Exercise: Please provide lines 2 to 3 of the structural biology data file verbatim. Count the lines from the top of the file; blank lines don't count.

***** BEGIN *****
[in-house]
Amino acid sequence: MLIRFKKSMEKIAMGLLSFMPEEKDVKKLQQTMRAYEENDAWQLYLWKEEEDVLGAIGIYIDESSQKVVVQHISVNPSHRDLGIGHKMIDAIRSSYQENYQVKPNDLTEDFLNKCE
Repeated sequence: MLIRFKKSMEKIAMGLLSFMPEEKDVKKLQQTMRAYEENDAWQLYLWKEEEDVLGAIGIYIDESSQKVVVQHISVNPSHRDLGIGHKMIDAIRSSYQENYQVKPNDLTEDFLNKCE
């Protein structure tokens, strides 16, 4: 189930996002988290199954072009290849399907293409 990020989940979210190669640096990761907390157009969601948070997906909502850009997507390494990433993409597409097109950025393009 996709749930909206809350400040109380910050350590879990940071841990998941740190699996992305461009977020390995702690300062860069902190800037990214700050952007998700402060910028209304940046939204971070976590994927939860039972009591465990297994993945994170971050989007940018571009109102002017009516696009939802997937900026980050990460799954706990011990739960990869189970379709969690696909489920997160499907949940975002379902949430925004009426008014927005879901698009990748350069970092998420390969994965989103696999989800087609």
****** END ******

Amino acid sequence: MLIRFKKSMEKIAMGLLSFMPEEKDVKKLQQTMRAYEENDAWQLYLWKEEEDVLGAIGIYIDESSQKVVVQHISVNPSHRDLGIGHKMIDAIRSSYQENYQVKPNDLTEDFLNKCE
Repeated sequence: MLIRFKKSMEKIAMGLLSFMPEEKDVKKLQQTMRAYEENDAWQLYLWKEEEDVLGAIGIYIDESSQKVVVQHISVNPSHRDLGIGHKMIDAIRSSYQENYQVKPNDLTEDFLNKCE